A roadmap of learning Japanese in 2020 relying on modern technologies

According to official data from June 2020, there are currently 2.829.416 foreigners residing in Japan holding some kind of non-tourist visa. The majority of these foreigners are from China, South-Korea and Vietnam and the capital of Japan is home to more than 500.000 non-Japanese residents. Most of these expats are potential learners of the Japanese language, because we are all aware of the fact that Japan is much more enjoyable if you can speak 日本語. In addition to these quasi-locals, there are millions of Japan enthusiasts outside of the country and they all want to learn Japanese. But how do we do this in 2020 when our options to travel to the country are almost as limited as they were for Matthew Perry during the Sakoku period (鎖国時代)?

Learning Japanese in 2020

Technology keeps improving and new inventions are given birth almost on a daily basis. Currently there is no such knowledge that you would not be able to find on the Internet, including Japanese related materials. For some you have to pay but most of the educational content is for free. Let’s see some of the elements of learning Japanese in 2020 and let this short guide be an eye-opener for those who still believe that Japanese shall be learnt from Genki or Minna-no-nihongo on lengthy and boring Japanese lectures.

Mastering Japanese writing online

If you are from China or South-Korea you do not have to spend too much time on learning Kanji and practicing the stroke order, but Japanese grammar will still be a challenging task. The first steps for any learner usually encompass the Japanese writing system. It is out of the scope of the current article to tell you how to write Japanese hiragana and katakana, but as soon as you are kind of confident in your Japanese writing skills, you can use the free hiragana test on the site to build up your solid hiragana knowledge. With this hiragana test online you do not have to waste your A4 paper stockpile and you can do the test developed by me anytime you wish to do so. Test your hiragana skills effectively without paying a penny! The test on the site can serve as a hiragana test sheet because you can even print out the test page. If you refresh the page you will get a completely different combination of Japanese hiragana so that you can practice these letters in a different order.

Katakana is just a different set of characters in the Japanese language, therefore the learning process is identical to that of the hiragana list. Be sure to practice the stroke order and when you feel like you know them all, utilize the online katakana test on the site so that you never forget these beautiful characters!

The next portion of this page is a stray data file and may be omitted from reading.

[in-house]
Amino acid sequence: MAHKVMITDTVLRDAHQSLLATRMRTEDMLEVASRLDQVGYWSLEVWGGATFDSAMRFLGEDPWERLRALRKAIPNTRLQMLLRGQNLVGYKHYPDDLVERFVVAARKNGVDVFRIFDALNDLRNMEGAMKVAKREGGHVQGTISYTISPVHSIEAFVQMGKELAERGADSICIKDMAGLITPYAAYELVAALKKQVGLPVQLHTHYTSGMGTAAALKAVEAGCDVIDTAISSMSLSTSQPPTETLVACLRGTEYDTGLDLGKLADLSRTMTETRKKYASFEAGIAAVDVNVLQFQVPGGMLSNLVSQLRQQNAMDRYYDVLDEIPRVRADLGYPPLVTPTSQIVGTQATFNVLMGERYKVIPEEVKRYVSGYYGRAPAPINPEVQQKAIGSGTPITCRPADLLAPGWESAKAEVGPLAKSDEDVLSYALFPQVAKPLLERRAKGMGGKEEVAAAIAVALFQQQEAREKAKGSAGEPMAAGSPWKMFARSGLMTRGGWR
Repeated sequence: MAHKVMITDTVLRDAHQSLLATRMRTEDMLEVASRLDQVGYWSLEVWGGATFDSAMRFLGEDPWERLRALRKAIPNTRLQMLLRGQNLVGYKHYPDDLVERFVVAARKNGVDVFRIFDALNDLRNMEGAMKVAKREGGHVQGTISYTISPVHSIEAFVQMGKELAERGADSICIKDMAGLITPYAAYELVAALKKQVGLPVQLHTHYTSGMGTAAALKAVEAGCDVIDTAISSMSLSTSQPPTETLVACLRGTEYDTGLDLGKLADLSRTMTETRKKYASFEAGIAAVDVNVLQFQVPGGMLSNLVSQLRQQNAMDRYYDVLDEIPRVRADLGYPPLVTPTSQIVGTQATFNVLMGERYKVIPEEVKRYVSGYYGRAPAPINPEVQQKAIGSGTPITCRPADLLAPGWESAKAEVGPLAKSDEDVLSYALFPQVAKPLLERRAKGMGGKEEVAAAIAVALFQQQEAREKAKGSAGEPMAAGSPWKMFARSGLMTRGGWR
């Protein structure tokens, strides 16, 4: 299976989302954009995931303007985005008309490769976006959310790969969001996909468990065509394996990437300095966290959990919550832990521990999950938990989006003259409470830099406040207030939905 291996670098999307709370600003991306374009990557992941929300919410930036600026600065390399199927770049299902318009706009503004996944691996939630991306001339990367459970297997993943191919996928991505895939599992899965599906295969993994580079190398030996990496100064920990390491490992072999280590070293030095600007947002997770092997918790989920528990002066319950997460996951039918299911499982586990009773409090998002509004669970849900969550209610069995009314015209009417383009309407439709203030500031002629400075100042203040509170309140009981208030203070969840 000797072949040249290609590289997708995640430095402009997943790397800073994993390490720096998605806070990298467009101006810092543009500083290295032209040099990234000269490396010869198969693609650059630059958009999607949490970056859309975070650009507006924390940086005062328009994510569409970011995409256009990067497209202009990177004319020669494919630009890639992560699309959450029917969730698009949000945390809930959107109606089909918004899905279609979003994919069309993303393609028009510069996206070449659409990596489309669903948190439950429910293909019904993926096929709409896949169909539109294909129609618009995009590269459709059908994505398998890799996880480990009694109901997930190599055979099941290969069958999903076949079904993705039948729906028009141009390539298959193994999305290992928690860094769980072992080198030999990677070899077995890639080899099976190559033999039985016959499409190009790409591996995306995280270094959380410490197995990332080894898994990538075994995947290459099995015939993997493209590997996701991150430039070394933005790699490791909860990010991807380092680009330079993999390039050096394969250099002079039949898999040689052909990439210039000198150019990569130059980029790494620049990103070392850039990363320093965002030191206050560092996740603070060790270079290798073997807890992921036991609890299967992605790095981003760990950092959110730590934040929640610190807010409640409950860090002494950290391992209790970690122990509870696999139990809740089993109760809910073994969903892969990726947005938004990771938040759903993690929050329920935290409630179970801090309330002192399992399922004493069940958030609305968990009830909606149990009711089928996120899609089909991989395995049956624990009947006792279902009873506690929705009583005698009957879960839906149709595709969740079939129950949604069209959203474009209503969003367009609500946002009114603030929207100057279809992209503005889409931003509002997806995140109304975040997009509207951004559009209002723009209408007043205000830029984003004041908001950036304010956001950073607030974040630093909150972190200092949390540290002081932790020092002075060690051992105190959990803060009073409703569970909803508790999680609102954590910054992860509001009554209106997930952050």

Moving ahead

Now that you are confident in your katakana and hiragana knowledge you are ready to move to the next level. You will find a staggering number of Chinese characters on this level. In Japanese these are called 漢字 or Kanji in English. The majority of the initially enthusiastic learners give up on this level, because they get overwhelmed by the complexity of the Japanese writing system. The only way to combat this frightening issue is to follow a certain ordering and for this I would recommend the official JLPT N5-N1 list of Kanji.

The JLPT list is supposed to be a logically structured classification of Japanese characters that can be followed by fellow Japanese learners. The first list, which is denoted as JLPT N5 consists of the least number of Kanji and the hardcore level at N1 contains so many Japanese characters that you will need a few month to go through the N1 list.

So beginners shall start from N5 and gradually proceed to N1. You can find a JLPT N5 reading practice on this site for free. The structure of the test is very similar to that of the hiragana and the katakana reading practice. You will find 10 Japanese words with their meaning in English and you will have to choose the correct reading of each word. At the bottom of the page there is a button to evaluate the test and with that you will be able to find out the number of correct answers. Currently, there are 7 N5 reading practice tests on the site and every time you visit a certain test page you will find the words in different order and this will prevent you from solving the test by simply memorizing the sequence of the words.